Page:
Storage next – the MacPro uses a PCIe-based 256GB SSD offering 1.2GB/s read and 1GB/s write. We can get similar performance from a 240GB OCZ Revo Drive for a shade under $500. Alternatively we can use a more traditional SSD like the 256GB Samsung 840 Pro Series – it only offers about half the read/write speed of the PCIe version, but is less than half the price at about $200.
That leaves us with a case and power supply. Obviously we’re not going to be able to match the cylinder that’s the trademark of the new Mac Pro, but there are a very wide variety of options. The small(ish) “Lan Box” form factor is interesting and designed to be portable – the Cooler Master HAF XB is a good example of that style, and only around $100. It even comes standard with a couple of removable drive bays – very handy for video work. And we’ll allow about $175 for a low-decibel 1000W power supply (probably overkill, but better than being under powered).
So for a grand total of about $2,975 we get ourselves a system pretty close to the entry-level Mac Pro. Of course we have a lot of leeway with this sort of build to swap components, something that isn’t possible with Apple’s offering.
The build also leaves out sundry items such as cooling hardware. That will add a little to the overall cost, but there’s plenty of wiggle room in the pricing here, it’s safe to say that the basic build I’ve outlined is, like the Mac Pro, about $3,000.
It would be possible to build the same thing a lot cheaper if you shop around a bit more and consider alternative hardware options. Built with a standard SSD and a pair of GTX 770’s the price comes down by about $700.
Above all though it’s not a Mac. Although it may be possible to turn such a box into a Hackintosh if that’s your sort of thing.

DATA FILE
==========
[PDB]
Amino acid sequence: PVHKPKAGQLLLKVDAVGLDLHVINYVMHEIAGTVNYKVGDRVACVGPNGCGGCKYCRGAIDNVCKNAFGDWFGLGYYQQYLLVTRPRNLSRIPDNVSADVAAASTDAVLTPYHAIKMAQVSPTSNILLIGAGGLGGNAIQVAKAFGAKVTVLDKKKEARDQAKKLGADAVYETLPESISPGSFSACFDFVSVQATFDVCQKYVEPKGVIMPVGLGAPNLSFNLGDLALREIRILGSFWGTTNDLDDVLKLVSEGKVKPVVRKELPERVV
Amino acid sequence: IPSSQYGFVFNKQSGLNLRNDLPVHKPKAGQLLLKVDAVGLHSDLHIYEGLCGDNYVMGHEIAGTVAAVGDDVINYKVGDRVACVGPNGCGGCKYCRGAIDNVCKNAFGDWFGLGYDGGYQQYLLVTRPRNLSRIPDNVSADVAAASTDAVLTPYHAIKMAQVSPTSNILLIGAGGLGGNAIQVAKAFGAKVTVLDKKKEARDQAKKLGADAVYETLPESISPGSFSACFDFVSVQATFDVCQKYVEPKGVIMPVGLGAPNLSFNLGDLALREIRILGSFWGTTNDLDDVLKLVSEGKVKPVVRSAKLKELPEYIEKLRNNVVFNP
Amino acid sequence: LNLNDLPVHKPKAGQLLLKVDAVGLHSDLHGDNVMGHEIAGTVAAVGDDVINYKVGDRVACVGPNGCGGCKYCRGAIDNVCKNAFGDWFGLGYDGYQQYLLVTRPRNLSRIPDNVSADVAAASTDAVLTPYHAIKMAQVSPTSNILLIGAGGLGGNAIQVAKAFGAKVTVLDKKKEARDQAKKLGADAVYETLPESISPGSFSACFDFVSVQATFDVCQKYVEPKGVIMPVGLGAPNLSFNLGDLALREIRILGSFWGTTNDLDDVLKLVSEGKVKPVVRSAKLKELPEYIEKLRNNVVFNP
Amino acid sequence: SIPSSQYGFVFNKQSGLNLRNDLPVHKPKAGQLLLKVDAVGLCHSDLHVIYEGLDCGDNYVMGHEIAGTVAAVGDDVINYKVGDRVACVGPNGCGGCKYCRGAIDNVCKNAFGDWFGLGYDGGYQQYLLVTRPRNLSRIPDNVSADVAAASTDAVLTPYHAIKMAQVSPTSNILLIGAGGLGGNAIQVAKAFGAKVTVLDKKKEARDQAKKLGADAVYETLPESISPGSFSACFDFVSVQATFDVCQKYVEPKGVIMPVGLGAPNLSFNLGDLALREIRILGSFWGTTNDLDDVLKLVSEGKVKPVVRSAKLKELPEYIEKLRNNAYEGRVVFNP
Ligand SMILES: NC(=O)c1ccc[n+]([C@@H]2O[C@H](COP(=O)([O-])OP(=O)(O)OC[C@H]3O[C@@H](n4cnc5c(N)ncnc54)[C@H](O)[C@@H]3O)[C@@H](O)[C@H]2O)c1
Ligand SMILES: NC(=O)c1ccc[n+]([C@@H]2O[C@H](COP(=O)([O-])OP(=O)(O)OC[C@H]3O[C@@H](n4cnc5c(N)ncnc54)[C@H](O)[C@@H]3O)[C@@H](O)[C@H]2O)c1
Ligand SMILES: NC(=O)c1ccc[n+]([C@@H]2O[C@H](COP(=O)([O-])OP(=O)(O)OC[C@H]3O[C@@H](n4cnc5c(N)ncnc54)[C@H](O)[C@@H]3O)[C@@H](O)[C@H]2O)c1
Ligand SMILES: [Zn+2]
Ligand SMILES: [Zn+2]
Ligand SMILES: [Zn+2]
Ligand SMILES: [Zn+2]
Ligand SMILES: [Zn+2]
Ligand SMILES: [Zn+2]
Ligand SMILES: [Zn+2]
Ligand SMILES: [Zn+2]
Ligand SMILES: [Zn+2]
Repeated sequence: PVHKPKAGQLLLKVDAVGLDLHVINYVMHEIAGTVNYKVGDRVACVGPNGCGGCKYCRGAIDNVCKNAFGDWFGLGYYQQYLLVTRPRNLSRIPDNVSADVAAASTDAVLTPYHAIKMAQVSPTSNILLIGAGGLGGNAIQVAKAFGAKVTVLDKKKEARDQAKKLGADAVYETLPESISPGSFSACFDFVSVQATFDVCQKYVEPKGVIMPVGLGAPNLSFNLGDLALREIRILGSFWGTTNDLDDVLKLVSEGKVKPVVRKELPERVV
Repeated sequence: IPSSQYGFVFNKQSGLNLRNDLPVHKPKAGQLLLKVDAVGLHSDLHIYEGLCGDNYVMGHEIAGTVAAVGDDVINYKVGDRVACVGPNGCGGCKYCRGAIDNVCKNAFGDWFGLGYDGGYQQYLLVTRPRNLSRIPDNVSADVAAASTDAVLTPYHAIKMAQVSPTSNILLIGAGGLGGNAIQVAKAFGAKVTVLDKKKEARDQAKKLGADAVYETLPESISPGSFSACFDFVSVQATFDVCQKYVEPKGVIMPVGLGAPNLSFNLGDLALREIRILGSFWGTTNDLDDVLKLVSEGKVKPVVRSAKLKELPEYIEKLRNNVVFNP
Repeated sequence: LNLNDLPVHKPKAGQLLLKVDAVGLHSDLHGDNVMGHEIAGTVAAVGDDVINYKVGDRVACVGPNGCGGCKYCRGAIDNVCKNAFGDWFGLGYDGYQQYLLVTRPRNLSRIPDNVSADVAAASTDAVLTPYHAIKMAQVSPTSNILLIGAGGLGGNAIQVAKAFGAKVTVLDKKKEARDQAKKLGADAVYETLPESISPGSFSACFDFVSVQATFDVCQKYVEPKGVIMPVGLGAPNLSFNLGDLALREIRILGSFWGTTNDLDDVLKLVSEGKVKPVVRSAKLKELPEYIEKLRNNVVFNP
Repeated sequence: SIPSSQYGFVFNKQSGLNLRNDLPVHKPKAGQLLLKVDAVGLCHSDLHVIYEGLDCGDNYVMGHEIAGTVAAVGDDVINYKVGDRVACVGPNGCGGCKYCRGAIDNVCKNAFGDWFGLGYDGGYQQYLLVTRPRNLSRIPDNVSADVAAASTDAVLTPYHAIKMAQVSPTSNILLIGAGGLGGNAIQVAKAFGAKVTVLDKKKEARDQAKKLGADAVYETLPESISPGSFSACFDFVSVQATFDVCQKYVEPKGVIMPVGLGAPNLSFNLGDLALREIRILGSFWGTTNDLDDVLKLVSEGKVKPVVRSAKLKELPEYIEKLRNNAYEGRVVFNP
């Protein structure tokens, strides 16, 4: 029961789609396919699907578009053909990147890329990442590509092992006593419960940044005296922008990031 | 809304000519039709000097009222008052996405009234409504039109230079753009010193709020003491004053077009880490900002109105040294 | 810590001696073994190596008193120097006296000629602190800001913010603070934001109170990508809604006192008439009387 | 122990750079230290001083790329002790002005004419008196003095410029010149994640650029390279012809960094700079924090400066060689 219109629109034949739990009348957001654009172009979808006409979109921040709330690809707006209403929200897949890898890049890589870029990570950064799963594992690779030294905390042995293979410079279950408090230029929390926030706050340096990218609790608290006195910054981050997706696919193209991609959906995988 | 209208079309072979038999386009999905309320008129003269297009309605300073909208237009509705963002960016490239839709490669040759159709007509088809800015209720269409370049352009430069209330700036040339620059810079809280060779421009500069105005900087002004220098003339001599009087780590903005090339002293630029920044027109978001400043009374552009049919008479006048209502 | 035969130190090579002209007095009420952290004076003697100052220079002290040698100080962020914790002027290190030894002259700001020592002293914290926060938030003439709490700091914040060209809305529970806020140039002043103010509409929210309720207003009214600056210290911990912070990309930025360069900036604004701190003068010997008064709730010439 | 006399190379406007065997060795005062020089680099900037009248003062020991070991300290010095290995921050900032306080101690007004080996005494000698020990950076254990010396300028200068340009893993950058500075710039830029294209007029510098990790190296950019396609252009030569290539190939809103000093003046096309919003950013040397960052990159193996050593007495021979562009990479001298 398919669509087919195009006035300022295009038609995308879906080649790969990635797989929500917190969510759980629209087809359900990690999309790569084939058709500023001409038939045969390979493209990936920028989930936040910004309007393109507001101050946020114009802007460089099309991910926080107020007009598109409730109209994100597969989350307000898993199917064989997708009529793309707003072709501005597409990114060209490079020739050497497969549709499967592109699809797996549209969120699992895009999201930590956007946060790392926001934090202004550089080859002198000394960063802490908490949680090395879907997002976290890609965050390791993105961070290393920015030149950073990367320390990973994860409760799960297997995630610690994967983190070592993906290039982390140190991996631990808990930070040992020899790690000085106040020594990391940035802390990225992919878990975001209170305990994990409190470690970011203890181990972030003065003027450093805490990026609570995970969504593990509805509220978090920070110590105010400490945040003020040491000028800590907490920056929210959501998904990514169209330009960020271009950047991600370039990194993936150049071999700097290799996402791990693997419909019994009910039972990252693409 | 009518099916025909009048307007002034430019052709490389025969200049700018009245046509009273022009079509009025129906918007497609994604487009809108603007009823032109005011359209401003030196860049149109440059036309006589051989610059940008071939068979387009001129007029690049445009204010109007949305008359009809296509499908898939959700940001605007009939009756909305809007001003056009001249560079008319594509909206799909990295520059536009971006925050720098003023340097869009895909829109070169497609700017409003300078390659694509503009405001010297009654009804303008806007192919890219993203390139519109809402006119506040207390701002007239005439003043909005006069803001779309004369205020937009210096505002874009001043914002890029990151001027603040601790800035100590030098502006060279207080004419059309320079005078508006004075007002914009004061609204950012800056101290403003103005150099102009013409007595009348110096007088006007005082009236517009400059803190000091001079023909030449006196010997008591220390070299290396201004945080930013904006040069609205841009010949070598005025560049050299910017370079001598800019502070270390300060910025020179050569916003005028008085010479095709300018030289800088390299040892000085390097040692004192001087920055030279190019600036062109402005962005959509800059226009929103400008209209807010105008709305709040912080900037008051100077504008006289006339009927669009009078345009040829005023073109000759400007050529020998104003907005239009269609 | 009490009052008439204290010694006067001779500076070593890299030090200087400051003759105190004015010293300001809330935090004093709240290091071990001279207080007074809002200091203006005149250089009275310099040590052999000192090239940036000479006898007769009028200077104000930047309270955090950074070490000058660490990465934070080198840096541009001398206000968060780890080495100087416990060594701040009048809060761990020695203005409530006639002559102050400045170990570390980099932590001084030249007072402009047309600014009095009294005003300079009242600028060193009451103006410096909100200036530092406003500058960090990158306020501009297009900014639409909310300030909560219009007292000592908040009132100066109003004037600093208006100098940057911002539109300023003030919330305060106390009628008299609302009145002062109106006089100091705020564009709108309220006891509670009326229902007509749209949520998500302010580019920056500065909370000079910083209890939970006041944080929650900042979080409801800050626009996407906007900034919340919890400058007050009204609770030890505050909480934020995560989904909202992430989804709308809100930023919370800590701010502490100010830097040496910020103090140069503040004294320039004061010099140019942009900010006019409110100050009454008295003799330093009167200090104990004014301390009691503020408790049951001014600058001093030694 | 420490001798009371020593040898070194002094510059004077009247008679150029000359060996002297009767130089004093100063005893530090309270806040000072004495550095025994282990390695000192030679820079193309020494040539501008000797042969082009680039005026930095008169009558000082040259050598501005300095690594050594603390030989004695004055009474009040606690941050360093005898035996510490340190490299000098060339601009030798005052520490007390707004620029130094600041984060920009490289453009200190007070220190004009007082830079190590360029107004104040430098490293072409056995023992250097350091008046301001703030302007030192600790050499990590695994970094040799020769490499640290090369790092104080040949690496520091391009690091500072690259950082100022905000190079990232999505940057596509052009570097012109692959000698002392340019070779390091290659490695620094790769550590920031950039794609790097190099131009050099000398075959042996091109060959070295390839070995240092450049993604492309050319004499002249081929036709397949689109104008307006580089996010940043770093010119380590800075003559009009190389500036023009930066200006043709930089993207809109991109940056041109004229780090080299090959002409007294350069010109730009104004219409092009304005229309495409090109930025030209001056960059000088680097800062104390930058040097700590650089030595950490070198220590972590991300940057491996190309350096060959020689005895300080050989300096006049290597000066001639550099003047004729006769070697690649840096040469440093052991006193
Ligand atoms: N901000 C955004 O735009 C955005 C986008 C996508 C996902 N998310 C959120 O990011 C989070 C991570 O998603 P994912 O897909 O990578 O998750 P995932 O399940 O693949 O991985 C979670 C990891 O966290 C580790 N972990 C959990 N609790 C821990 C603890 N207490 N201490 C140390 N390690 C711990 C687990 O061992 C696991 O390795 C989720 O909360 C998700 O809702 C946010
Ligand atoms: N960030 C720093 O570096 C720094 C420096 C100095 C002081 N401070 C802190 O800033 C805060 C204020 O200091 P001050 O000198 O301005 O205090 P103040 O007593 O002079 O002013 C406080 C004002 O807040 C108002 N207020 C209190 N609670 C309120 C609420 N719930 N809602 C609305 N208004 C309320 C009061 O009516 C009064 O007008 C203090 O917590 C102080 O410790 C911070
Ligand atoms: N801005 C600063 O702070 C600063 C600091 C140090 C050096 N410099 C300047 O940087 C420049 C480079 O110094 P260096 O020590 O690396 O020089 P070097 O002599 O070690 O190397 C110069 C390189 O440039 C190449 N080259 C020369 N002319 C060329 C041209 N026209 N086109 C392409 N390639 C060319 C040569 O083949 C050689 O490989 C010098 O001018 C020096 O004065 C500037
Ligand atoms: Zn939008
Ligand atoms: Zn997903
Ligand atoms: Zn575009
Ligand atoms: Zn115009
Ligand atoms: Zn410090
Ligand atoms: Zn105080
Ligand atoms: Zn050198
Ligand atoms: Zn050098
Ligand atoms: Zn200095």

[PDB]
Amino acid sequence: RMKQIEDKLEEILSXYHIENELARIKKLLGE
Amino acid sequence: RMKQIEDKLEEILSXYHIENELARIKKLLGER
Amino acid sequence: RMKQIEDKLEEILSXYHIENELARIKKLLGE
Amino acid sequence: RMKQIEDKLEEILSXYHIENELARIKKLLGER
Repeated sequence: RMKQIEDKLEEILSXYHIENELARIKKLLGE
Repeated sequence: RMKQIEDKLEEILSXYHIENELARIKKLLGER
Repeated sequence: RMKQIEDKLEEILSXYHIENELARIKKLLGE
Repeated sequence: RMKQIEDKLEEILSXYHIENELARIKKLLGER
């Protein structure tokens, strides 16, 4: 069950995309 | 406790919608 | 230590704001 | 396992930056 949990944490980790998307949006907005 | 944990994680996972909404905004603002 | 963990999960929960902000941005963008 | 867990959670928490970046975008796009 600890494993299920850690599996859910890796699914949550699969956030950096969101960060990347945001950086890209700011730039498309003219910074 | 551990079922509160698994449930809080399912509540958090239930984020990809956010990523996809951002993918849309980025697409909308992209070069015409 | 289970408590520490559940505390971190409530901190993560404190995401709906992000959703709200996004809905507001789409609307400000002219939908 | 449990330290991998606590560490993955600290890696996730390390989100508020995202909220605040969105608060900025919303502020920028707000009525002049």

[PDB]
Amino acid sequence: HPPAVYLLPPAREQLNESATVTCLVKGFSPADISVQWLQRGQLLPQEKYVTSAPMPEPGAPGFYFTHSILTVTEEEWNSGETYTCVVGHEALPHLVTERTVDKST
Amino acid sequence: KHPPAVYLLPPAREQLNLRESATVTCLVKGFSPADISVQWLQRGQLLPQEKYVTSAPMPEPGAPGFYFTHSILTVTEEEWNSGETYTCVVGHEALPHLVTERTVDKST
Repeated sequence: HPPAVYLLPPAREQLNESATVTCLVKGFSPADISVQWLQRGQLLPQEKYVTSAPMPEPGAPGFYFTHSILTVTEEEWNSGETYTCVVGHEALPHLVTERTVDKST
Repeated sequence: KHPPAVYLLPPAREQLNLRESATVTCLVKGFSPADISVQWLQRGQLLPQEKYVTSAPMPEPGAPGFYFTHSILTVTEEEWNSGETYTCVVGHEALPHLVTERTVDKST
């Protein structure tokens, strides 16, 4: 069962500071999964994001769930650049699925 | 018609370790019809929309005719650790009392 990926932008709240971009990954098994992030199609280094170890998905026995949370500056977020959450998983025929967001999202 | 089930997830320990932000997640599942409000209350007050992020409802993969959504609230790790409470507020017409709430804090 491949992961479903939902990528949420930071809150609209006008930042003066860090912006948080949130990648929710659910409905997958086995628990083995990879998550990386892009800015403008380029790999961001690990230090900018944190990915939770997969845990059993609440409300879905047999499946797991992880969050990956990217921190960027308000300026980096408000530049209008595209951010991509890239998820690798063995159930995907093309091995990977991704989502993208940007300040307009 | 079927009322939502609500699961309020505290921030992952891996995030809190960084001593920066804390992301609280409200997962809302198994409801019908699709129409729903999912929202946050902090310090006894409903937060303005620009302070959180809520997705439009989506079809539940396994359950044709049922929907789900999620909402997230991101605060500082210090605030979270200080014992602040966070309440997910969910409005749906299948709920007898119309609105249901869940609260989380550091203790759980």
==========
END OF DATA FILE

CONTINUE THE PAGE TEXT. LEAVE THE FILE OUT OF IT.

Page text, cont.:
Overall, the entry-level Mac Pro doesn’t seem over-priced for what it’s offering, but it’s definitely possible to build a computer to a similar specification for quite a lot less. That is almost certain to be truer of the higher-end models also.
In the end though the Mac Pro is a totally custom build by Apple. Currently we simply can’t deliver the Thunderbolt 2 ports with that CPU, for example. Similarly the only ECC-supporting motherboard I could find compatible with the CPU has no USB3, only supports 1600MHz RAM and only offers 3 PCIe slots. This build is simply as close as I could get with what’s currently available.
Of course if you’re looking to build your own workstation then you certainly don’t have to aim to emulate Apple’s choices. There is a huge range of high performance PC hardware available. What you don’t get with a home built system, of course, is support. While the parts themselves are likely to be covered by manufacturer warranties, there’s no one to call if the system breaks – it’s up to you to determine what’s gone wrong and how to fix it.
Also if you’re attached to OS X, especially for work purposes, then Apple is really the only option. While many people have had great experience with Hackintoshes, it’s always a gamble.